In fact, Quattrocchi got to keep the loot, with our honest Prime Minister Manmohan Singh dispatching post haste a senior law officer to open the sealed London bank account in which part of the Bofors bribes were kept. Small wonder then the Gandhi scion chose to roll up his sleeves and challenge the government. Who can jail him? Particularly when his latest political mate and the fodder scam convict, Lalu Yadav, still roams free, lording over the newly-made Bihar sarkar of an equally honest Nitish Kumar.
But Rahul’s braggadocio does not answer Swamy’s charges. In fact, what followed the dissolution of the UK-registered company was no less suspicious. It seemed his UK partner, Mcknight, now floated a company in India and, not unlike Quattrocchi, started handling lucrative Indian government contracts. A couple of fishy individuals teamed up with Mcknight, who because of the Rahul connection seemed to have no difficulty getting defence ministry works. By the way, Mcknight, also a foreign national like Quattrocchi, too has a close Congress connection, having been married to the daughter of a minister in the Rajiv Gandhi government.
Now, instead of diverting attention through histrionics a la his parents in the Bofors scam, the Congress vice-president should provide answers to a few relevant questions. He should not elevate himself to the position of the Congress president under a thick cloud of suspicion and mistrust. How the Gandhis have always managed to live like the maharajas of yore without having an ostensible source of income must be told to the voters before they are asked to elect him Prime Minister. Unless, of course, fishy companies like Blackops are floated to be used as receptacles for illicit funds from those who get favours from the Gandhi durbar.
AIYAR IN PAKISTAN: A CASE OF FREUDIAN SLIP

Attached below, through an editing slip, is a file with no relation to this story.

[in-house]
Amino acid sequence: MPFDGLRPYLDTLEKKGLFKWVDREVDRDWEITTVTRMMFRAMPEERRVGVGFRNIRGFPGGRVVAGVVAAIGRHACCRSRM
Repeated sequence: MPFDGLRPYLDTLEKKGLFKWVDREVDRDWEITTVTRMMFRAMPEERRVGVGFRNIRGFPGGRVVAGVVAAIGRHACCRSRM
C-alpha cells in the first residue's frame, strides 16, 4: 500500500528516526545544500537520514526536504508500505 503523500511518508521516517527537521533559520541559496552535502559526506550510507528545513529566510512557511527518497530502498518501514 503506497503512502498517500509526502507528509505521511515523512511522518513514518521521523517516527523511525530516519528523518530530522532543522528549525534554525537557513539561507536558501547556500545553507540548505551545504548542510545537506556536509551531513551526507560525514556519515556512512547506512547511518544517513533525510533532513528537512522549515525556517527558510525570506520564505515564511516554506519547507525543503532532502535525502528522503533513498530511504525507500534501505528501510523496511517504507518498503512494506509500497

Mani Shankar Aiyar is an intellectual, a fact further confirmed when the UPA nominated him to the Rajya Sabha in the newly-minted “intellectual” category. Therefore, nobody is surprised by the gems he is prone to deliver every now and then. After all, what use is an intellectual bejeweled with high degrees from some of the best universities in the world if he cannot occasionally shock the lay people with his wisdom and erudition. So, his simple mantra that removing Modi will automatically improve relations with Pakistan — most helpfully offered to Pakistanis on Pakistani soil — should not have surprised you. That is typical Maniesque, if you please.
But we are on a slightly different point. The in-house Congress intellectual appealed to Pakistanis on one of their more popular television channels that they should remove Modi and bring back his party to power. Now, you will wonder how could poor Pakistanis remove Modi and bring Mani’s party to power, given that only bona fide Indian nationals can vote in the Indian elections. Being an intellectual, did Mani know something ordinary Indians didn’t, especially when he is a confirmed secularist to boot?
A Freudian slip or not, Mani reflected the ingrained belief in secularist circles that being “soft” on Pakistan endears them to Indian Muslims and helps ensnare their votes. If Amit Shah talked of Pakistanis celebrating the BJP defeat in Bihar, conscious that Muslims generally do not vote for his party, Mani asked Pakistanis to remove Modi, believing that Indian Muslims looked up to our hostile western neighbour for guidance and instructions.
Since Shah lays no claim to being an intellectual, the question arises as to what is the difference between him and the intellectual Aiyar. There is. Shah is not welcome in Pakistan. And they lay the reddest of red carpets for Aiyar in Pakistan.